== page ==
Her Examples:
I enjoy reading: novels by Kurt Vonnegut are among my favorites.
Garlic is used in Italian cooking: it greatly enhances the flavor of pasta dishes.

In each case, the semicolon would be a perfectly good punctuation choice, yet she has instructed the reader not to use it!
Read more ›
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I bought this hoping for a grammar reference that was as comprehensive as The Bluebook: A Uniform System of Citation. I was very disappointed. It is 75 pages of rules (many erroneous based on the other reviews, which I wish I'd read prior to purchasing) followed by 78 pages of quizzes and answers. There is no index. The lack of an index makes it particularly ineffective as a reference.
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Other reviewers have given examples, so I don't need to repeat that process. I just want to observe that is a book written by a "life coach" (one of those pseudo-professions, like being a feng shui "expert", a "psychic" or an aroma "therapist") and a blogger (like, well, almost everyone over the age of 12 these days). She is not a best-selling author, a professional editor, an English language professor, or any other sort of well-qualified person to write a book on English grammar. Anyone can write a book about anything, and (with luck, contact-networking and perseverance) get it published, but that doesn't mean it will be worth reading. On a technical topic like linguistics, failure to have both an applicable edu-professional background and the experience in the field to be authoritative is generally a shortcut to disaster. I'm not even a Fowlerian traditionalist when it comes to grammar - I applaud efforts by the Chicago editors, Burchfield (Oxford), and others to be more descriptive and modern, and less prescriptive and stodgy, in updated editions of their popular style guides - but some of what Straus advises is simply nonsense. This book and the associated website betray a deep-seated absorption of lazy habits (e.g., pretending that commas don't serve a purpose) from high-speed, low-thought writing on the Internet and in text messaging. While online communication has, for around twenty-two years of actual public impact, had an influence on modern grammar, it is a rash mistake to import expedient practices from the register of informal e-chat into the more formal context of planned writing. This even applies to blogging; writing an essay is still writing an essay, regardless of whether your fingers are pushing electrons through circuits or ink onto paper.
4 Comments 74 of 84 people found this helpful. Was this review helpful to you? Yes No Sending feedback...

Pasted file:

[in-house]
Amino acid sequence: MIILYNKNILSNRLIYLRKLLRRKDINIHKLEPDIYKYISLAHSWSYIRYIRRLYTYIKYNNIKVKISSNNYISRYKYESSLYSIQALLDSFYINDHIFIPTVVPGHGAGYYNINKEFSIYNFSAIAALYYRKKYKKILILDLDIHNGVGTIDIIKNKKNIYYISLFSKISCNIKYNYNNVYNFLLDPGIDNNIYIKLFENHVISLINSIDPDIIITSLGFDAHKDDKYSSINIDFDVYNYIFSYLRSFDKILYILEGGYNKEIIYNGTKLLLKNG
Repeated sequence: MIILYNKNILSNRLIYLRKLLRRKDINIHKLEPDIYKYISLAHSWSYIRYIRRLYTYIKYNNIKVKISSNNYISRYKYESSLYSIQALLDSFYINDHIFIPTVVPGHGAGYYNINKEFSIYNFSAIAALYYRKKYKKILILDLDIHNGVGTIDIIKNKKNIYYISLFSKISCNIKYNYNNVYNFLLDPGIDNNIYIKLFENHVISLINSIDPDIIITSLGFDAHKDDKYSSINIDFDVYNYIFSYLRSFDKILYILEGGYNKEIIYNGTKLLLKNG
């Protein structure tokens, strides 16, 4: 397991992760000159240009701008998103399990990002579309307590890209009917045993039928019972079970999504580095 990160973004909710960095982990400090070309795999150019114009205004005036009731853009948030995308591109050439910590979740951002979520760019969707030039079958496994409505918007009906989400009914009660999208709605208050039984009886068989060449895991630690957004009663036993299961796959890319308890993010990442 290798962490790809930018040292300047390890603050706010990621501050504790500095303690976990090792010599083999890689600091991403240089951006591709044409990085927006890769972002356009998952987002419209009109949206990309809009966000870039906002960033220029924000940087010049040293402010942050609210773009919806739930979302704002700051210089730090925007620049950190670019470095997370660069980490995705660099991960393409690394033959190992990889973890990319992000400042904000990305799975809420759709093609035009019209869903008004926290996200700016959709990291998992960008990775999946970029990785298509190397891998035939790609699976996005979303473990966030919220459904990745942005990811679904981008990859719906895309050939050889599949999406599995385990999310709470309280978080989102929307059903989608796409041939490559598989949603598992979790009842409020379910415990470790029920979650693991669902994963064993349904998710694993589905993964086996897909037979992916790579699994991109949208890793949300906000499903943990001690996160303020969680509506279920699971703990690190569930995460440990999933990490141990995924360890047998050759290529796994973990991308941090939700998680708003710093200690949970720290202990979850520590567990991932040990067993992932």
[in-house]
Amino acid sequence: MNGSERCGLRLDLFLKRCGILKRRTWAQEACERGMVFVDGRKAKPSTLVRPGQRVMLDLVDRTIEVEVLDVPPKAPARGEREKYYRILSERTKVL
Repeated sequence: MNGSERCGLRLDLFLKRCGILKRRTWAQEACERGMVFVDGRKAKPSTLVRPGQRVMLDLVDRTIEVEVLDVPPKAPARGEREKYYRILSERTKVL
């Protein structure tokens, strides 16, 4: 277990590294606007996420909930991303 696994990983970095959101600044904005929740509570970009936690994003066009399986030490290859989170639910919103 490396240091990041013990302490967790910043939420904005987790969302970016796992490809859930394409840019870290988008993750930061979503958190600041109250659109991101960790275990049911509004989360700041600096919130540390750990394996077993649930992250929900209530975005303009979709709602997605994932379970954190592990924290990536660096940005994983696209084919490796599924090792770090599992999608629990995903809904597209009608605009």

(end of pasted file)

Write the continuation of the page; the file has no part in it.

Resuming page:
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My ex-husband bought this book for our son without checking the reviews. One day, I needed to look something up and I borrowed it from my son's room. Boy, was I astonished! That's why I had to check what other people thought about it. The book is not only full of mistakes, but contains also many inaccuracies as well as false, made-up rules. Someone who knowingly leads young (and not-so-young) people's minds in the wrong direction should get jail time. It is just plain wrong to do that to kids.

It is already hard enough to teach them something, but when you plant something in their minds, it is also very hard to go back and remove (or correct) it. So, for a book that calls itself the "blue book" of grammar, it is completely inadmissible to erect such grammatical fallacies as truths, and spoil the mind of young adults. This author knows nothing about grammar, and the book should be recalled. Everyone who bought it should get a refund of their money.
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Half an hour ago, I had never heard of this book. I was in the middle of revising yet another paper for a peer-reviewed journal. A question about usage of the colon let me to the web site for the book, and eventually to these reviews in Amazon. The "rules" for colon usage seemed highly questionable, if not just downright wrong, so I looked further. It was obvious that this book deserved about 20 minutes of my time to warn potential buyers.

This book is bad news, very bad news. Just a cursory review of the web site reveals a complete misunderstanding of grammar, punctuation, and usage. (And for your other picky reviewers, I do attempt to use (editors permitting) the Oxford comma.) Just one example, in a long list of problems, from the website:

Who versus Whom?
Rule. Use the he/him method to decide which word is correct. he = who, him = whom
Examples: Who/Whom wrote the letter? He wrote the letter. Therefore, who is correct.
For who/whom should I vote? Should I vote for him? Therefore, whom is correct.

Is this a joke? Engrams are a notoriously unreliable way to guide grammar. What if a foreign user has no engram for he/him usage. What if a native user has incorrect engrams for he/him usage. Although this may work to some extent, how about a little discussion about subjects, objects, objects of prepositions, or perhaps cases. And all the "rules" are like this. They are misleading, incorrect, cursory, and unexplained.

The other glowing reviews are baffling. They must be either planted reviews, or the authors know nothing of English.

Update 6 July 2012:

What happened to the previous most helpful review? It had HUNDREDS of helpful votes. It described in minute detail many of the objective problems with the book, and the comments were valuable. Too bad it is gone.